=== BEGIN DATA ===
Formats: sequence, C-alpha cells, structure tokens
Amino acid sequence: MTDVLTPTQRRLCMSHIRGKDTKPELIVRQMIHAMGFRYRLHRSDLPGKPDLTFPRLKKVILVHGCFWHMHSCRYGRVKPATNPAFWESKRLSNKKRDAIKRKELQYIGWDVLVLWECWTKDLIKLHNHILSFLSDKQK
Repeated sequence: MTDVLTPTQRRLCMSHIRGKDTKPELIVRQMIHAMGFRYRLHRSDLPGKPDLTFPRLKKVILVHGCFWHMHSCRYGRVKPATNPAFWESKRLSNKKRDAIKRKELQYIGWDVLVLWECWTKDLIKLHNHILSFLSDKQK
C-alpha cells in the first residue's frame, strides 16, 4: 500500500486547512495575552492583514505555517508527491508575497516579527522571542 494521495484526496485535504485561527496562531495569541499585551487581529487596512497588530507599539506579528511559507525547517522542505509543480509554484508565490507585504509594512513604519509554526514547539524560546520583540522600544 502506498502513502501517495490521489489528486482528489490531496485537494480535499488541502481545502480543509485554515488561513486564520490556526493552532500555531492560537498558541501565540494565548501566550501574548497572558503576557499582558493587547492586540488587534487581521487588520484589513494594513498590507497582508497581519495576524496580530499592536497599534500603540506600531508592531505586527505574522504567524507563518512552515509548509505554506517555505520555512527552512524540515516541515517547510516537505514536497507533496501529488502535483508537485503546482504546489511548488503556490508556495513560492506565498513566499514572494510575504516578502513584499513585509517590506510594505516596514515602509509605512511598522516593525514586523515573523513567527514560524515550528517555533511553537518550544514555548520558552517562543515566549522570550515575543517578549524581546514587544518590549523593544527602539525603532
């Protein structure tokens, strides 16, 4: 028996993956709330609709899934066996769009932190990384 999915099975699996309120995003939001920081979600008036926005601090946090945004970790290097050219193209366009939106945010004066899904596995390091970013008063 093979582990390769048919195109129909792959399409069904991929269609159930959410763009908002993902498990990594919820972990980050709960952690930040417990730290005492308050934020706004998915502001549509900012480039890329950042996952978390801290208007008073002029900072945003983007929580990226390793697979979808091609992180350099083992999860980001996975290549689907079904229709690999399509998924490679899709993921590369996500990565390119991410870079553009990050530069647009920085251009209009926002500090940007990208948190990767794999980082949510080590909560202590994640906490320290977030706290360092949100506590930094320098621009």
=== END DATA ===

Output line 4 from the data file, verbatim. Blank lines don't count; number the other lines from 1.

C-alpha cells in the first residue's frame, strides 16, 4: 500500500486547512495575552492583514505555517508527491508575497516579527522571542 494521495484526496485535504485561527496562531495569541499585551487581529487596512497588530507599539506579528511559507525547517522542505509543480509554484508565490507585504509594512513604519509554526514547539524560546520583540522600544 502506498502513502501517495490521489489528486482528489490531496485537494480535499488541502481545502480543509485554515488561513486564520490556526493552532500555531492560537498558541501565540494565548501566550501574548497572558503576557499582558493587547492586540488587534487581521487588520484589513494594513498590507497582508497581519495576524496580530499592536497599534500603540506600531508592531505586527505574522504567524507563518512552515509548509505554506517555505520555512527552512524540515516541515517547510516537505514536497507533496501529488502535483508537485503546482504546489511548488503556490508556495513560492506565498513566499514572494510575504516578502513584499513585509517590506510594505516596514515602509509605512511598522516593525514586523515573523513567527514560524515550528517555533511553537518550544514555548520558552517562543515566549522570550515575543517578549524581546514587544518590549523593544527602539525603532